The AFC regulates at both confederation club competition level, and via its club licensing regulations. The Entry Manual of the AFC Club Competitions provides as a condition of entry, at section 9.12: To ensure the integrity of an AFC Club Competition: no participating club may, either directly or indirectly, hold or deal in the securities or shares of any other participating club; be a member of any other participating club; be involved in any capacity whatsoever in the management, administration and/or sporting performance.

Article 19 of the AFC’s Club Licensing Regulations provides that a Licence Applicant must submit a legally valid declaration outlining the ownership structure and control mechanism of the club. These regulations prohibit a natural or legal person involved in the management, administration and/or sporting performance of the club, either directly or indirectly: a) holds or deals in the securities or shares that allows such person to exercise Significant Influence in the activities of any other club participating in the same competition; b) holds a majority of the shareholders’ voting rights of any other club participating in the same competition; c) has the right to appoint or remove a majority of the members of the administrative, management or supervisory body of any other club participating in the same competition; d) is a shareholder and alone Controls a majority of the shareholders’ voting rights of any other club participating in the same competition pursuant to an agreement entered into with other shareholders of the club in question; e) is a member of any other club participating in the same competition; f) is involved in any capacity whatsoever in the management, administration and/or sporting performance of any other club participating in the same competition; and g) has any power whatsoever over the management, administration and/or sporting performance of any other club participating in the same club competition.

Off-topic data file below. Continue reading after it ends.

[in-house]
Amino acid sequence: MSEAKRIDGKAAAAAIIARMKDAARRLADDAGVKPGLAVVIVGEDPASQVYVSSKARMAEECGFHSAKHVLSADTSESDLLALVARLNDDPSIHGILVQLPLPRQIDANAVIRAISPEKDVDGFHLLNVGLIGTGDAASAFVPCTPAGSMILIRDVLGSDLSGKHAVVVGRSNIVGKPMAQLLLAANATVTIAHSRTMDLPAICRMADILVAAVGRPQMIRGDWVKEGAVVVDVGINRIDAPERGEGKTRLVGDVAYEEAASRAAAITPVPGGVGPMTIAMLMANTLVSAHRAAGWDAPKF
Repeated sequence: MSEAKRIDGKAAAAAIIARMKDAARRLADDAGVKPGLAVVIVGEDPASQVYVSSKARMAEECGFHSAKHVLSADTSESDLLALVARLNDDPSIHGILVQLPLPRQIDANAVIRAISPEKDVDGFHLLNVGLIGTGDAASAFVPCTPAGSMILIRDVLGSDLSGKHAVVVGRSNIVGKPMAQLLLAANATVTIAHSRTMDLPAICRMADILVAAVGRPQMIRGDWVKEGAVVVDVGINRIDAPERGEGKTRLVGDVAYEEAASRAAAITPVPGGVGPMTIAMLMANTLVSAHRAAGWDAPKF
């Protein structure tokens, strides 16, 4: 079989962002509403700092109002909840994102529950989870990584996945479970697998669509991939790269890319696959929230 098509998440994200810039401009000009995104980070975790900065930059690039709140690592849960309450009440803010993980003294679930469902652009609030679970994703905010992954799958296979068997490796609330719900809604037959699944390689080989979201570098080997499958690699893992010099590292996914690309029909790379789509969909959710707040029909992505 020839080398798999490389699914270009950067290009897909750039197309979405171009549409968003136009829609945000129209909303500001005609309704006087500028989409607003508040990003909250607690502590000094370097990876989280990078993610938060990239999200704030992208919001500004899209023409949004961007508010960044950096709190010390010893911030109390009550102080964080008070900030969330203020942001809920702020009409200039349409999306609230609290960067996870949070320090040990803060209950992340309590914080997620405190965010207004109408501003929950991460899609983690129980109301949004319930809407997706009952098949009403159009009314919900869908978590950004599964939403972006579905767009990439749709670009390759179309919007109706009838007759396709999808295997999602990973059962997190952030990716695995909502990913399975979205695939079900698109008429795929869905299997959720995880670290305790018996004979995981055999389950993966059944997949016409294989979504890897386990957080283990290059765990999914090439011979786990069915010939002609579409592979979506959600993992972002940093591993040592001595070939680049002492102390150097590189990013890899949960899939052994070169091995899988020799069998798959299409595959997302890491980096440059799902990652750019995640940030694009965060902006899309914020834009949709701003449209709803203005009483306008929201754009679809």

When it comes to UEFA, MCO regulation is found throughout the so-called “UEFA Regulatory Framework”.  This includes the UEFA Statutes (Edition 2020), the UEFA competitions regulations, in particular the Regulations of the UEFA Champions League 2018-21 Cycle (2020/21 season) and the Regulations of the UEFA Europa League 2018-21 Cycle (2020/21 season), and the UEFA Club Licensing and Financial Fair play Regulations (Edition 2018).